I think its the best overall Navy team, considering the play of both units right now and special teams as well. The defense is giving up  just 15 points a game, and based on the prowess of the offense, that’s going to lead to a lot of victories if you play at that level.


Is Keenan Reynolds the best triple-option QB in Navy history? As someone who has watched his career evolve, can you speak to his improvements as a quarterback and a player? How important has he been to the evolution of this program?

I believe production speaks for itself. Good health could make him the leading touchdown scorer of all-time in the sport. He’s a coach on the field. Speaks like a coach, has a want to get better. Each day is a mission for him and the unit to get better and they hold themselves to a high standard to meet each day, he’s the leader of that group.



Joining the American Conference was a huge decision, but one that looks to be paying dividends. Have you noticed a difference in the program now that they’re chasing a conference title?

Coaches say it is. They have been met with quality response on the road recruiting. We get to states that are important footprints for us and just adds another goal where our players can be rewarded for their hard work. The conference has been very, very, good so far this year.


Defensively, this game should stress Navy. Notre Dame’s big-play potential is the best of the Brian Kelly era. (The Irish already have more 50-plus yard touchdowns than they’ve had in any other season under Kelly.)

Takeaways and preventing big plays seem to be a tenet of a Buddy Green defense. Are those the big keys for the Midshipmen defensively?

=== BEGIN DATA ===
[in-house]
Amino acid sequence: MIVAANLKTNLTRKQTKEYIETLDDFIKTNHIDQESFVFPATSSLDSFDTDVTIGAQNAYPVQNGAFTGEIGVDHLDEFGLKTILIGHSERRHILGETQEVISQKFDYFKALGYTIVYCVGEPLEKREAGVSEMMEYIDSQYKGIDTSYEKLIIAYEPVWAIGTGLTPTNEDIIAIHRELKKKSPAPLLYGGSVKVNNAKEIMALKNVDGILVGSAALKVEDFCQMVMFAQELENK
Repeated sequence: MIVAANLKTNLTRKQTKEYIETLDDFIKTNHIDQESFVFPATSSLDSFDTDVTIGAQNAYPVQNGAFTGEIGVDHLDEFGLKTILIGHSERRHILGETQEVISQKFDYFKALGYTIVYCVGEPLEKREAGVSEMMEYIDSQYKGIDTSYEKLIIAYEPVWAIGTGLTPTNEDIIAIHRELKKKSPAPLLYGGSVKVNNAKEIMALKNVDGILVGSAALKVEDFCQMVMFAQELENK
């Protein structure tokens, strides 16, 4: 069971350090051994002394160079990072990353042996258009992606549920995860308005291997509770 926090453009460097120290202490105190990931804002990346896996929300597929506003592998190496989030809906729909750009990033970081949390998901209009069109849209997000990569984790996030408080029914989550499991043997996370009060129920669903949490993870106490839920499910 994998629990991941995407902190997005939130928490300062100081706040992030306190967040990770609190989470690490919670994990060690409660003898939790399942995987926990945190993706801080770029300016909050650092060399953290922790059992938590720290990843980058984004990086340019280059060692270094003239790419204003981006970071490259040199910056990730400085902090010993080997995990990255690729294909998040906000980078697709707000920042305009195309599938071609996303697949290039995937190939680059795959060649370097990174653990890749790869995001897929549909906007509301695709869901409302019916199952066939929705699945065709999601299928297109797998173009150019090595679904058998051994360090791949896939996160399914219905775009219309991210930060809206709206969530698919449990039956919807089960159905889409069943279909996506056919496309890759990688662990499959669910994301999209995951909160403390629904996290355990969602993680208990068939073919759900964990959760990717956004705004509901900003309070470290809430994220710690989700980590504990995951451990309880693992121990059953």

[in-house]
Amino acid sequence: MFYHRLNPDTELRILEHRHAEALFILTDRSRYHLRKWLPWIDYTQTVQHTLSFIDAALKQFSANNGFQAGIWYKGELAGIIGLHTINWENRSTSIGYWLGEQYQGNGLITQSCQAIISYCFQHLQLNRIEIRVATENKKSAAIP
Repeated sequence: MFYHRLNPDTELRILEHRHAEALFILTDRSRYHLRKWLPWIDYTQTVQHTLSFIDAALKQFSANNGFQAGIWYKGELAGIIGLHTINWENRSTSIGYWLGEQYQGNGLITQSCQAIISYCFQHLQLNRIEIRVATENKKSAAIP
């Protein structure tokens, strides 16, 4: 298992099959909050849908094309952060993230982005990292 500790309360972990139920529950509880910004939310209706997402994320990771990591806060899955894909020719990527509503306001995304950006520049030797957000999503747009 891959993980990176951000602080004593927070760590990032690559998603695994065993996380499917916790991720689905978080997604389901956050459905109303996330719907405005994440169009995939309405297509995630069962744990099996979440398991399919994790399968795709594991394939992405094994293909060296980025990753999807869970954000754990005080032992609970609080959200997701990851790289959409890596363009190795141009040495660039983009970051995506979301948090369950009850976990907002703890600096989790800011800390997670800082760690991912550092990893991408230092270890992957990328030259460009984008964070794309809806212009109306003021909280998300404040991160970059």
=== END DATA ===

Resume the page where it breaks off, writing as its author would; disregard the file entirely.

No question this is by far the fastest team Notre Dame has ever had. I go all the way back to the great Lindsay Nelson days when I used to watch the Notre Dame football report every Sunday morning. They can attack you anywhere at anytime with several people. Double cover one, they have three others in the formation who can beat you any play. Brian has put together a great plan and his coaches have delivered great recruits to the program. Many teams can’t survive an injury to the QB, but they have.

Mids have turned teams over this year and that’s a huge key for any defense. With Dale Pehrson taking over the defense (note: Green is taking a sabbatical to recover from major neck surgery this season) those goals have not changed. Eleven guys getting to the football, ball comes out, you have a great chance to get it!


Notre Dame had success earlier this season against Georgia Tech, and Brian Kelly spent a gigantic portion of his offseason preparing for the triple-option, going as far as recruiting a walk-on option quarterback who runs an option-specific scout team.

Do you think the success the Irish defense had against Paul Johnson’s triple-option will help this weekend? Or do you see subtle, but important differences between what Ken Niumatalolo does than his predecessor?

Coach Kelly is a good football coach. After we beat them at the Meadowlands, 35-17, you sensed, he was going to work hard to find a solution because for them to achieve their goals, they have to beat us.

Im not sure how many huge differences their are in our two offenses, one though is the QB. His ability to get Navy into the right play is huge no matter how a team lines up. Defensive personnel has improved in a huge way for Notre Dame too. They have quality people who can run and get to the ball. Last couple have been barn burners. Hopefully Saturday can be the same.